A Derry medical student has told the ‘Journal’ how donating blood stem cells was ‘hugely rewarding’.
Sean McGinley, who is in the final year of a medicine degree at Queen’s University, fondly recalls the experience.
“It all happened through the Anthony Nolan organisation. I volunteered for their charity marrow and sent off a spit sample.
“It wasn’t until over a year later that I received an e-mail to say that I was a potential match.”
While the donation took place in London, Sean explained the preparation actually began in Derry.
“Before I was due to go over a nurse visited my house to give me GCSF Injections which cause the bone marrow to produce more stem cells.
“It’s different to a traditional bone marrow harvest which involves a needle being inserted into the bone,” said the local man. Despite the importance of the procedure, the trainee doctor said it was surprisingly easy.
“They hook both your arms up to a big machine.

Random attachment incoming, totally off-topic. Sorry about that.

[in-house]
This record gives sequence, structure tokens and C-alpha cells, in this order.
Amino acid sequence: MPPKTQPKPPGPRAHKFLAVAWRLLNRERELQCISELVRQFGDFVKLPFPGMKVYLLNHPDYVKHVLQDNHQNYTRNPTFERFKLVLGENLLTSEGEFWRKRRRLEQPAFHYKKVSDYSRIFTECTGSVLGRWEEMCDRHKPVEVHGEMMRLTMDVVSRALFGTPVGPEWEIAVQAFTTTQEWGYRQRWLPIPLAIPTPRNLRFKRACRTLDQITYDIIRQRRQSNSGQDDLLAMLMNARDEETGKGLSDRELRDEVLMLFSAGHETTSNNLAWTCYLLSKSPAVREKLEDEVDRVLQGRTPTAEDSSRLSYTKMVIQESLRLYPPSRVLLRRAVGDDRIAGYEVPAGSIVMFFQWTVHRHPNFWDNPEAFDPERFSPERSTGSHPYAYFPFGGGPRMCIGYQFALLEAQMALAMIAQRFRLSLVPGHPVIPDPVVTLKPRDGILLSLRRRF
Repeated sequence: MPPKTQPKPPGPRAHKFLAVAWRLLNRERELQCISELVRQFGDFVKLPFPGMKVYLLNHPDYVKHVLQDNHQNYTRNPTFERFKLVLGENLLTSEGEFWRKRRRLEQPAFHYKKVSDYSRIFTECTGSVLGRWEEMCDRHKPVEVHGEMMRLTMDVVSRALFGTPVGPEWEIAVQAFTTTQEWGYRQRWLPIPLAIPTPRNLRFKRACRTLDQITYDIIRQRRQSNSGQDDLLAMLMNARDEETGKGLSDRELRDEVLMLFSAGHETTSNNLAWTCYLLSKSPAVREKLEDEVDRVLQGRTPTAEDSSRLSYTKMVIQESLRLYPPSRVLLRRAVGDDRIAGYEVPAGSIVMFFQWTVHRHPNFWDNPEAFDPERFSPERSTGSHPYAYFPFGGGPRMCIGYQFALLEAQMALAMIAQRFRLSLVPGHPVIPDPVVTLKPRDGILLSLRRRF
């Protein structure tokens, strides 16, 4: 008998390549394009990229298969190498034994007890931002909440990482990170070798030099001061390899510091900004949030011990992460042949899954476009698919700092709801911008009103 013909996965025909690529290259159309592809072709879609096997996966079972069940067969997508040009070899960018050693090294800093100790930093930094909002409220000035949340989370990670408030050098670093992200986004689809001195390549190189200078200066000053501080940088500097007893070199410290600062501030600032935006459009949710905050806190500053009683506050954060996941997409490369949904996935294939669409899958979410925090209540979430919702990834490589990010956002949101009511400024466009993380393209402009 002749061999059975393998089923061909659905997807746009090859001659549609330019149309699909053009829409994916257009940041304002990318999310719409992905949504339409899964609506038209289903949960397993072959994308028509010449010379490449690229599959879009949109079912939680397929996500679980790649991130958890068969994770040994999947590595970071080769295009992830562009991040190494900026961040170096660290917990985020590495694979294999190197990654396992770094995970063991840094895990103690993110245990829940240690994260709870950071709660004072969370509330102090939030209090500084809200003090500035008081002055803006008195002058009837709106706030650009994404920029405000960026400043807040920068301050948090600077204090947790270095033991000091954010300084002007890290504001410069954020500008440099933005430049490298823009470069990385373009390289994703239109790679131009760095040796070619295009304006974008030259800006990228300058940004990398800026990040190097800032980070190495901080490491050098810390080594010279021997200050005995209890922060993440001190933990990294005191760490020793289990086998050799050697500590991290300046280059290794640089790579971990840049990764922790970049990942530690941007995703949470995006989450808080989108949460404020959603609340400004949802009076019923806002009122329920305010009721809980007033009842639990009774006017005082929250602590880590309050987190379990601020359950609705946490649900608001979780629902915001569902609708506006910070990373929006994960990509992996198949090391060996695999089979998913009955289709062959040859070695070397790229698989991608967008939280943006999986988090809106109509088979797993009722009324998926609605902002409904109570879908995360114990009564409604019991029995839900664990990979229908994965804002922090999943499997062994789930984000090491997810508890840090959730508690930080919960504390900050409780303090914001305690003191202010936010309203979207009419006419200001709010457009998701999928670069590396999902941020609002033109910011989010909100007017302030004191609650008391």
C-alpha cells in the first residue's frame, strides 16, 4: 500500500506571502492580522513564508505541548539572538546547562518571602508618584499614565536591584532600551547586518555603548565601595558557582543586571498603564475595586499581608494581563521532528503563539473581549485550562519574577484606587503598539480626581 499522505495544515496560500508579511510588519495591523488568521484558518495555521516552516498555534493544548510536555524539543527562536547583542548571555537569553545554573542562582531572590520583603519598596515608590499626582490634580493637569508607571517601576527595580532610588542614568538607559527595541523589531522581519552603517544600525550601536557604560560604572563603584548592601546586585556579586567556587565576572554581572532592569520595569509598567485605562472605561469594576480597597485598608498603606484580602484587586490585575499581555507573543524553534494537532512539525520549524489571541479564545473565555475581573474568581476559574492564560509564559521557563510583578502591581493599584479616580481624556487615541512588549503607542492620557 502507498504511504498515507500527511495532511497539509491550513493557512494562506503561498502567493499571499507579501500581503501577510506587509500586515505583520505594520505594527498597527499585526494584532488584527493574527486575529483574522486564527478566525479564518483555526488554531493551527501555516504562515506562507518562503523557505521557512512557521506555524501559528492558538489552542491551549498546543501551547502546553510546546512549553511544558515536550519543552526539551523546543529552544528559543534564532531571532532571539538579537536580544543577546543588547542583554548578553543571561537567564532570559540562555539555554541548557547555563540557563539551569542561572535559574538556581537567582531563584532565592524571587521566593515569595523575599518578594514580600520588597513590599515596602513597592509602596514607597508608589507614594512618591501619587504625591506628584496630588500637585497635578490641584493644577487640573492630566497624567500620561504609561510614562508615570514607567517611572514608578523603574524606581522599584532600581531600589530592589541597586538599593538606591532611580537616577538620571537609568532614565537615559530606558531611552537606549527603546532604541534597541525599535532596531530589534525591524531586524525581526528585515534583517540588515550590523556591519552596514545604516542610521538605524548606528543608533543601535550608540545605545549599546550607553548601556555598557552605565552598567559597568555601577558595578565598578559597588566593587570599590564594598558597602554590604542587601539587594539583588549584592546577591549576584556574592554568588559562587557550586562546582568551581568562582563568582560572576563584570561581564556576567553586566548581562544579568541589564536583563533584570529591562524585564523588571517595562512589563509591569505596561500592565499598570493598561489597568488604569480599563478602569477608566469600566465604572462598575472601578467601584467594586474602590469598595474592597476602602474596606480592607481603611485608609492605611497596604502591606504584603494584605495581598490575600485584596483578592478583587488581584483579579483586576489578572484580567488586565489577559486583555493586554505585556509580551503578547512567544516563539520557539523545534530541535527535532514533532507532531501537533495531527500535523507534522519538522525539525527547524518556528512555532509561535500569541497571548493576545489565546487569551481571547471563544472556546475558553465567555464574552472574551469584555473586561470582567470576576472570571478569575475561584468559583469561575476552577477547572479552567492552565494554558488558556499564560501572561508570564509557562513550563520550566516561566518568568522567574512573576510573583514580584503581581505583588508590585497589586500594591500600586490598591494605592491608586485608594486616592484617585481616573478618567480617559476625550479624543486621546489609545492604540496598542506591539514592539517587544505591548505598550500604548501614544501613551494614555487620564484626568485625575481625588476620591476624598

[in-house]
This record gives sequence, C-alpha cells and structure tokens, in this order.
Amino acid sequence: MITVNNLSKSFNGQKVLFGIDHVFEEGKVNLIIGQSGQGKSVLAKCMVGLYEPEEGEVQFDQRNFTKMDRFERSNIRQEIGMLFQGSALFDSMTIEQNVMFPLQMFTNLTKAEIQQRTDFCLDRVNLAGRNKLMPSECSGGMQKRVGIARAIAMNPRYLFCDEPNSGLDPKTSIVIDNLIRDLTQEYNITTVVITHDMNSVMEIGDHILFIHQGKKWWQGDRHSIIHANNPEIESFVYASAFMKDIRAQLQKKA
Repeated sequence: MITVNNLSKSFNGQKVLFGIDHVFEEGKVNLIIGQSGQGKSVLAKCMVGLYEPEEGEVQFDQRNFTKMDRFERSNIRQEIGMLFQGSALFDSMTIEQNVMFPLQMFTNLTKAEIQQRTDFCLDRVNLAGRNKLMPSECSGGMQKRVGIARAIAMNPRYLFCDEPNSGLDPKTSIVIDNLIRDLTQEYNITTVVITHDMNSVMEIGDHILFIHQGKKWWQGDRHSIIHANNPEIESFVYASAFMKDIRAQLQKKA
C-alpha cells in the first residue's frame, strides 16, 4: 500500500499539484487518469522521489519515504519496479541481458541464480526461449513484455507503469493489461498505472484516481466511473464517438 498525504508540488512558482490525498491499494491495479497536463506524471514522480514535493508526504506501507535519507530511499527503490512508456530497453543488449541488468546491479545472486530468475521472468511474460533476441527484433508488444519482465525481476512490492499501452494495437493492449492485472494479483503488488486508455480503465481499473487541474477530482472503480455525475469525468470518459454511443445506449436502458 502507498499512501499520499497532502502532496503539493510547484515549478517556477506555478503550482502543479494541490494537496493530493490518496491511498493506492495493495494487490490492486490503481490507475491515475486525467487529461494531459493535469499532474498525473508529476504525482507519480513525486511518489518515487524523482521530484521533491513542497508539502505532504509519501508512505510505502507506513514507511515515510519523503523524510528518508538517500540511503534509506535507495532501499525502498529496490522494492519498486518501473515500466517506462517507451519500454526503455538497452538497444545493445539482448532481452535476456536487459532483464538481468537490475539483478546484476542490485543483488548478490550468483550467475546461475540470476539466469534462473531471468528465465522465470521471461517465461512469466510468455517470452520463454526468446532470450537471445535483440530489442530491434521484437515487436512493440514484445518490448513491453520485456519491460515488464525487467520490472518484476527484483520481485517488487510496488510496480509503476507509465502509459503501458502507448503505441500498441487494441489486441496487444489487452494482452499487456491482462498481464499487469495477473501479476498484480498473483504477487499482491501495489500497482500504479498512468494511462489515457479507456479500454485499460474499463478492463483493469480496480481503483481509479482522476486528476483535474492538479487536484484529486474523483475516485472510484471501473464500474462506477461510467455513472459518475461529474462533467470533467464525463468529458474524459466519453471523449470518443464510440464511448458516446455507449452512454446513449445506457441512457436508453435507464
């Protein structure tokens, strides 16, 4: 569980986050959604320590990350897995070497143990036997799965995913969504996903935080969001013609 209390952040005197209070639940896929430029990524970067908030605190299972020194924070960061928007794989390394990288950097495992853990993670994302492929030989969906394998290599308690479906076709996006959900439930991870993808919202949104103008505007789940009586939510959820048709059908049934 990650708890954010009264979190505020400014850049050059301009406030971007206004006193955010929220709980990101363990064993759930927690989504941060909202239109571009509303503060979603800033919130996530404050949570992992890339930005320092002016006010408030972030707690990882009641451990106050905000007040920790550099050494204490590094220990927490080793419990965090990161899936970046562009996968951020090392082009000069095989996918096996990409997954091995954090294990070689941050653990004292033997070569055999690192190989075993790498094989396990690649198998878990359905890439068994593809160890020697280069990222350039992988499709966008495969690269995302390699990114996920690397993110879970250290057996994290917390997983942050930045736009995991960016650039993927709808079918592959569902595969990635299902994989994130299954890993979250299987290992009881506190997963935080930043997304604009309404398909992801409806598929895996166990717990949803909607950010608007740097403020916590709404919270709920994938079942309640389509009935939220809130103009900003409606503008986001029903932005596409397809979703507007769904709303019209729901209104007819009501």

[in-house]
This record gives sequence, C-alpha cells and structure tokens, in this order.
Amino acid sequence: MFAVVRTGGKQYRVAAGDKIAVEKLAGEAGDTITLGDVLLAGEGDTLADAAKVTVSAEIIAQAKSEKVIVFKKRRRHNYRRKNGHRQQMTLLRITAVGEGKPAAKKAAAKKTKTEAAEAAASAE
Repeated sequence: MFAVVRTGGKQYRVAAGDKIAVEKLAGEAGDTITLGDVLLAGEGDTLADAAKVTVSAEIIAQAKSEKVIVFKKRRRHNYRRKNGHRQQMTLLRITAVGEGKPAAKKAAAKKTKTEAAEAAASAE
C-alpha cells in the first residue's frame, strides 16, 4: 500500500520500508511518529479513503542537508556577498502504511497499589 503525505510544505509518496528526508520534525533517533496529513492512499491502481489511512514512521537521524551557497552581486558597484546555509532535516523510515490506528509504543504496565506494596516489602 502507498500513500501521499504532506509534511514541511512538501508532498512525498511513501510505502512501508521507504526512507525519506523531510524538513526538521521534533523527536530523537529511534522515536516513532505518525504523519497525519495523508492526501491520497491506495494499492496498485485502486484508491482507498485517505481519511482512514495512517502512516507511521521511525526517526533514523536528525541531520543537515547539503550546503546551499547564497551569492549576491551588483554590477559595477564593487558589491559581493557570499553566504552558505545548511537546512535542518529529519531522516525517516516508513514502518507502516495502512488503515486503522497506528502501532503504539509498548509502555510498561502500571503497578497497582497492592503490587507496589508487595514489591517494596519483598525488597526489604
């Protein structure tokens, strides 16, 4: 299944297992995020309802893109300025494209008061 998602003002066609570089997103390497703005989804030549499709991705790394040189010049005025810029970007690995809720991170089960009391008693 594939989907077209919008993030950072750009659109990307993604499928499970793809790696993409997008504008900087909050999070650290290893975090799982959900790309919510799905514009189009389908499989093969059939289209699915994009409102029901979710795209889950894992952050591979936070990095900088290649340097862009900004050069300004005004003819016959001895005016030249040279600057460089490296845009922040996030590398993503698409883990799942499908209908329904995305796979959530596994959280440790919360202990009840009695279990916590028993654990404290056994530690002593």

“The blood goes out one arm then they extract the stem cells and return it back into the other arm,” he explained.
Sean praised the clinic for making the donation as comfortable as possible.
“I’d never seen anything like it before. The treatment was first class and it makes the time pass a lot quicker.”
Six months after the procedure, the student received a letter of thanks from the man whose life he had saved.
“It’s a bit over-whelming to actually see it in writing.
“They told me from the start there was a 50/50 chance it would work, so it was far from guaranteed,” he explained.
Sean said it was an experience that he would never forget and he would recommend enrolling to anyone.
“It was hugely rewarding.
“Through studying medicine and seeing how many people need such donations it makes it all worthwhile.
“I would definitely encourage others to consider signing up on the Anthony Nolan website,” he added.
With the Northern Ireland Blood Transfusion Service coming to the Guildhall tomorrow and Thursday, spokesman Paul McElkerney encouraged new donors to attend.
“One unit of blood can help three different people.
“It only takes around 45 minutes from start to finish. It’s pain-free and you can register from the comfort of your own home, or you can do it when you visit.
“If you go to The Guildhall on Wednesday to donate you will have saved a life by Sunday,” he concluded.